written by: Shane Burley•edited by: Michael Dougherty•updated: 9/13/2010
Increase the potential audience for your Final Cut Pro projects by adding subtitles using these step by step instructions.
slide 1 of 4
Subtitles are a standard in film language as they are used to translate a film that is not in the native language of those will be viewing it in a certain situation, and as a secondary function subtitles are used to spell out what is being said when it is difficult for the audience to decode because of background noise. These subtitles then become a standard part of the language of the film, appearing on the screen in a way that does not dominate the frame but is easy for the audience to read without too much attention. Final Cut Pro is a complete and professional non-linear video editing program that includes all the features you need for most video post-production, including the addition of text on top of your video clips. Here is an easy tutorial on how to use the Final Cut Pro functions to inject subtitles into your film project.
slide 2 of 4
Wait Till The End
What you want to start with is a completed sequence or film project that you suspect will not go through any more significant edits other than aesthetic changes. This is important because you are going to be generating another layer of video information and if clips are added, removed, extended, or shortened then it will immediately throw your subtitles out of sync, render some useless, and cause a requirement for new ones. Look at your project and decide if the story editing is over and if it is in its final stages. If you are editing different sequences separately in Final Cut Pro and then adding them together once they are completed then you can dial in to subtitles in Final Cut Pro for each individual Timeline even though they may not all be complete yet.
slide 3 of 4
Adding the Subtitles in Final Cut Pro
First, you are going to want to indentify the words that are to be included in your subtitles and accurate transcriptions need to be made. You will want to then go and set Markers in the Timeline where the blasts of language are occurring on the audio track where you are going to place an associated subtitle. These are where you will know to place the subtitle blocks that you create.
Go to the Browser and select the Effects tab. Go down to the Video Generators folder, and within that you will want to select Text. There are going to be a few text options and you are going to again hit the one that is simply titled Text. This will bring the Text generator into the Final Cut Pro Viewer, and when you select the Controls tab you will be able to add the text and make alterations to its font, size, tracking, behavior, and other text qualities. It is here that you will basically create your subtitles in Final Cut Pro, and once you have you will select the Video tab again. You will click on the video as it appears in the Viewer and drag it down into the Final Cut Pro Timeline where you want it to be, and this should be indicated by the Marker you placed earlier. You will then want to shorten the clip so that it matches what would be a reasonable read time and so that there is room for the following subtitles to fit without overlapping.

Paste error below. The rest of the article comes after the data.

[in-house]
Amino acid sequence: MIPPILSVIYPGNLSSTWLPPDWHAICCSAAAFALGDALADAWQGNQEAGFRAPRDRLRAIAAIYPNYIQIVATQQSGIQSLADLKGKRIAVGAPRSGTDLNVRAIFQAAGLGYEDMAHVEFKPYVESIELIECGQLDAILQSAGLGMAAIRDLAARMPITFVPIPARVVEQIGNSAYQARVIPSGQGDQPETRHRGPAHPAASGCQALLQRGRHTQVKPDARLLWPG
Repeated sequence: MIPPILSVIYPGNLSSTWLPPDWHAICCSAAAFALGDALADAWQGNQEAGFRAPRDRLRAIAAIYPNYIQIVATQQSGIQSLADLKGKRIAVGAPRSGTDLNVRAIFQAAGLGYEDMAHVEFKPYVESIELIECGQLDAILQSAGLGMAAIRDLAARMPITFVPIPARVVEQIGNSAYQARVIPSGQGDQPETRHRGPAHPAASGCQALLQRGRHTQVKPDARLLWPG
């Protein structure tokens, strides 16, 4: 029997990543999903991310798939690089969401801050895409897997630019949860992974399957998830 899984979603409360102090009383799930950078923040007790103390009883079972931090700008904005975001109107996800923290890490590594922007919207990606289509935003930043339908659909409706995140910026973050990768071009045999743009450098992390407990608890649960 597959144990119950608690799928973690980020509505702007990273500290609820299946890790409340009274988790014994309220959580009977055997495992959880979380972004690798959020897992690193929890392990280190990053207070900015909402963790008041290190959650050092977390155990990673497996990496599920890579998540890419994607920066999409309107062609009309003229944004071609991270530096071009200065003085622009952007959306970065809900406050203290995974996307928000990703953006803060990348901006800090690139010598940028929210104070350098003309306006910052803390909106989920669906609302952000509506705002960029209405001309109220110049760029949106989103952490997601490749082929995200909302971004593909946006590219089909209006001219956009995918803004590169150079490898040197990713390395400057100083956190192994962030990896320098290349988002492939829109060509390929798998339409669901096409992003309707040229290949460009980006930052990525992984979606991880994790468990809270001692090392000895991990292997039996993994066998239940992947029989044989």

Once the selected subtitle is in your Final Cut Pro Timeline where it matches up with the audio you are translating into a visual form you are gonig to want to reposition it as it will be displayed right through the middle of the frame. Select the clip and then go over to the Çanvas. Make sure that the Image + Wireframe has been selected so you can move the position of the text around the frame. Move it to the bottom third of the screen so that it is below the primary action of the frame.
slide 4 of 4
There are a few things you want to remember when adding text, especially subtitles, to your video project. First, use a Sans Serif font so that it will be easier to read quickly. Make sure to allow the subtitles to stay on the screen longer than it would be necessary for most people to read, that way you are inclusive to all reading levels. Let the text be large enough that it would be readable seven to ten feet away from the screen, which many people may be sitting at.